WASHINGTON – As divisions between the party’s two main ideological camps widened Tuesday, Republicans were scrambling to contain the political fallout from the collapse of a months-long effort to rewrite former President Barack Obama’s signature domestic accomplishment.

President Trump predicted Tuesday that Republicans would wait for the federal insurance market to collapse and then work to broker a deal to rewrite the nation’s landmark health-care law, while Senate leaders pressed ahead with a plan to repeal the Affordable Care Act without an immediate replacement.

But it quickly became apparent that Republican leaders, who were caught off guard by defections of their members Monday night, lacked the votes to abolish parts of the 2010 law outright. Three centrist Republican senators – Susan Collins of Maine, Shelley Moore Capito of West Virginia and Lisa Murkowski of Alaska – said they would oppose any vote to proceed with an immediate repeal of the law.

“I did not come to Washington to hurt people,” Capito said on Twitter.

Collins said that she had urged Senate Health, Education, Labor and Pensions Committee Chairman Lamar Alexander, R-Tennessee, to hold hearings in an attempt to fashion a legislative fix for the ACA, while leaving it in effect in the meantime.

“I do not think that it’s going to be constructive to repeal a law that at this point is so interwoven within our health care system and then hope that over the next two years we will come up with some kind of replacement,” Collins said in a statement Tuesday morning. “I think that would create great anxiety for individuals who rely on the ACA.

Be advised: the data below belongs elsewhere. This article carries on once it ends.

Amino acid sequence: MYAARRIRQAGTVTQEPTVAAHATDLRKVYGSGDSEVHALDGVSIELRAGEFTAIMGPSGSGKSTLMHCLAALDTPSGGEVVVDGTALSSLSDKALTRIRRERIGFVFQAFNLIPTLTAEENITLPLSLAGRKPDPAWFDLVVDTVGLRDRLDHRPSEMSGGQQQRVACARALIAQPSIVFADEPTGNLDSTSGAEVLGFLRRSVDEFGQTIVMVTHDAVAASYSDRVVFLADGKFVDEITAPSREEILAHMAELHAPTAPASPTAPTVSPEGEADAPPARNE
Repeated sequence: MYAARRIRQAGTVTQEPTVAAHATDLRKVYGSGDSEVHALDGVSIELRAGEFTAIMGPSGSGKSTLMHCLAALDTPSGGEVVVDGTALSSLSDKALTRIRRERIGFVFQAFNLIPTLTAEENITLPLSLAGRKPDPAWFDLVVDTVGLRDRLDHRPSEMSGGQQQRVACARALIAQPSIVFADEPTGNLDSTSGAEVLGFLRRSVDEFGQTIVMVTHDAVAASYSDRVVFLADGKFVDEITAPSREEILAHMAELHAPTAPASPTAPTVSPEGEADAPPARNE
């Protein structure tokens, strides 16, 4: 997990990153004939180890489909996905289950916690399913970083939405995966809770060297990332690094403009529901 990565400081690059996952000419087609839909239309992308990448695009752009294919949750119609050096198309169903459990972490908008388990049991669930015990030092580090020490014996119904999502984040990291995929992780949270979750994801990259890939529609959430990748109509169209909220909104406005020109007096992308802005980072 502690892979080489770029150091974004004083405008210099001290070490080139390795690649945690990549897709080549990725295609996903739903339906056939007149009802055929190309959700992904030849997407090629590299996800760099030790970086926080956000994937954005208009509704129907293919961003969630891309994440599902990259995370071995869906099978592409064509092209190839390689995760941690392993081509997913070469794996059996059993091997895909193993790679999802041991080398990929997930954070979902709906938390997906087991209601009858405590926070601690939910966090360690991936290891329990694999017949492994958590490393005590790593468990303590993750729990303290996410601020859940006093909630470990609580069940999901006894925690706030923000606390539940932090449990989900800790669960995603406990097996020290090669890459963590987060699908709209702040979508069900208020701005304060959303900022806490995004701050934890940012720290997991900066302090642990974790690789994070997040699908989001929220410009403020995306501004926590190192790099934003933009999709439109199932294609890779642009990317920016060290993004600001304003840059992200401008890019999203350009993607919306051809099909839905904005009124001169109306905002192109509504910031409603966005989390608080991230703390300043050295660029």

“I believe it would cause the insurance markets to go into turmoil. And I don’t think it is the right way to proceed.”

Maine independent Angus King was among a handful of senators who were joined by 11 Republican and Democratic governors in calling on congressional leaders to launch a bipartisan process to revamp the nation’s health care system.

“The events of the last couple of days around here with regard to health care have given us a real opportunity to do something together on a bipartisan basis – to improve the present health care delivery system in this country,” he said in a statement.

He suggested starting with lowering the cost of prescription drugs to make health care more affordable.

“What I hope we can do is put aside the ideology, put aside ‘you know, we got to check a box on repealing or replacing,’ and let’s talk about how we can work together to improve the health care system, make it more accessible, and more cost effective – or another way to say that is – less expensive for the American people,” he said.

Sen. Ron Johnson, R-Wisconsin, said Tuesday that lawmakers need to get a more detailed analysis of what has caused consumers’ premiums to rise and what could make insurance more affordable.


“We didn’t have the courage to lay out exactly what caused premiums to increase,” Johnson said, noting that senators didn’t even have an up-to-date budget analysis of the latest health care proposal. “It’s an insane process. If you don’t have information, how can you even have a legitimate discussion and debate.”

The 11 governors – a group that included Republicans Charles D. Baker of Massachusetts, Larry Hogan of Maryland, John Kasich of Ohio, Brian Sandoval of Nevada and Phil Scott of Vermont – said they “stand ready to work with lawmakers in an open, bipartisan way to provide better insurance for all Americans.”

But these appeals did little to sway Trump, who issued a tweet that blamed the demise of a plan to rewrite the ACA on Democrats “and a few Republicans.”


Speaking to reporters in the Roosevelt Room on Tuesday afternoon, Trump said he was “disappointed” in the demise of the Senate bill and viewed the cratering of the nation’s individual insurance market as the best way to advance his goals.

Now his plan is to “let Obamacare fail; it will be a lot easier,” he said. “And I think we’re probably in that position where we’ll just let Obamacare fail.”


“We’re not going to own it. I’m not going to own it,” the president said. “I can tell you the Republicans are not going to own it. We’ll let Obamacare fail, and then the Democrats are going to come to us.”

Trump’s latest comments intensified the political uncertainty on Capitol Hill, where Republican leaders were debating what to do next, and they raised anxiety among insurers that must commit to staying on the federal health exchange within a matter of weeks.